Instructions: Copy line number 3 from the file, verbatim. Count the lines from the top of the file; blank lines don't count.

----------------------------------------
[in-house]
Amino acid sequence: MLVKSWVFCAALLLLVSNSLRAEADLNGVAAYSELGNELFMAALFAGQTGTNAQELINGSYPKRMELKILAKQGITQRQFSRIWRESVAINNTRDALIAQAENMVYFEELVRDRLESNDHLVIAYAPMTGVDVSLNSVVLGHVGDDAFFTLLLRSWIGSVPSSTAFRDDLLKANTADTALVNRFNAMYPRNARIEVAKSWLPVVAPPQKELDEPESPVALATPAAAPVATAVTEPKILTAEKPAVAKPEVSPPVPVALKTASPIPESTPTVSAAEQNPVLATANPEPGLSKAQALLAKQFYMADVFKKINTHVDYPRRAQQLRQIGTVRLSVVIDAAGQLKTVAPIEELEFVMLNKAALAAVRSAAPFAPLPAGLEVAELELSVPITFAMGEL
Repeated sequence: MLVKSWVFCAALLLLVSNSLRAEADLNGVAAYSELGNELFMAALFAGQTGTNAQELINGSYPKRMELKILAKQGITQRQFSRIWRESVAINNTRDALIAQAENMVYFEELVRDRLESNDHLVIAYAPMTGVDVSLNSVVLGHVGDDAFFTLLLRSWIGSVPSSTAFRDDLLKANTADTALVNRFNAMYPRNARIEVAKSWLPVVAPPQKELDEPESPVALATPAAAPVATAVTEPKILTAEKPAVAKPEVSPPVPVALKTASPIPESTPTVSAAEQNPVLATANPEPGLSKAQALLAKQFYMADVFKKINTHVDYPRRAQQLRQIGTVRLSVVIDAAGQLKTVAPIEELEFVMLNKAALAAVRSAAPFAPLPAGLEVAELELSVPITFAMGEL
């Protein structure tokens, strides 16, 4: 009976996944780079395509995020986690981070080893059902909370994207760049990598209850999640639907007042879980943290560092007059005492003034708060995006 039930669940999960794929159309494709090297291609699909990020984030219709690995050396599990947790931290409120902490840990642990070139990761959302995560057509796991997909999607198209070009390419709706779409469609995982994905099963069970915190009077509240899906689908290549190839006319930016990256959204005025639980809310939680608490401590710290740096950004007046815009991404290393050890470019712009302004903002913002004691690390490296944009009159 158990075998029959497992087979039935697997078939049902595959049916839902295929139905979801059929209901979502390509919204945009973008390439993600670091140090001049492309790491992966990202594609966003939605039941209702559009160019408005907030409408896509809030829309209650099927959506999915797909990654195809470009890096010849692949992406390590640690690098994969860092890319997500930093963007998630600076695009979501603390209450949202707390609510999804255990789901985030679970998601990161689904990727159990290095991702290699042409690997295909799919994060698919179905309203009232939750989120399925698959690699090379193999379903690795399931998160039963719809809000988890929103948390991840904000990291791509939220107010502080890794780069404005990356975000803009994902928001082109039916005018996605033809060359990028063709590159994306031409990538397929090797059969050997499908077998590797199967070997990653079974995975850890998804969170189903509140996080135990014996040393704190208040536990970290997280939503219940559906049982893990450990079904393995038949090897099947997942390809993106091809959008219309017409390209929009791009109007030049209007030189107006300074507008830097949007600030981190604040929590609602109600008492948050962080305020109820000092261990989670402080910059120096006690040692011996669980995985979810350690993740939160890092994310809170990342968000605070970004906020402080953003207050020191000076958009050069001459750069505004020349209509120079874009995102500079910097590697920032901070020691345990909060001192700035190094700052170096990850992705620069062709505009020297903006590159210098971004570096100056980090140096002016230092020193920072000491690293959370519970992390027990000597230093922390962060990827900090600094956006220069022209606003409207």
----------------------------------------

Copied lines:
Repeated sequence: MLVKSWVFCAALLLLVSNSLRAEADLNGVAAYSELGNELFMAALFAGQTGTNAQELINGSYPKRMELKILAKQGITQRQFSRIWRESVAINNTRDALIAQAENMVYFEELVRDRLESNDHLVIAYAPMTGVDVSLNSVVLGHVGDDAFFTLLLRSWIGSVPSSTAFRDDLLKANTADTALVNRFNAMYPRNARIEVAKSWLPVVAPPQKELDEPESPVALATPAAAPVATAVTEPKILTAEKPAVAKPEVSPPVPVALKTASPIPESTPTVSAAEQNPVLATANPEPGLSKAQALLAKQFYMADVFKKINTHVDYPRRAQQLRQIGTVRLSVVIDAAGQLKTVAPIEELEFVMLNKAALAAVRSAAPFAPLPAGLEVAELELSVPITFAMGEL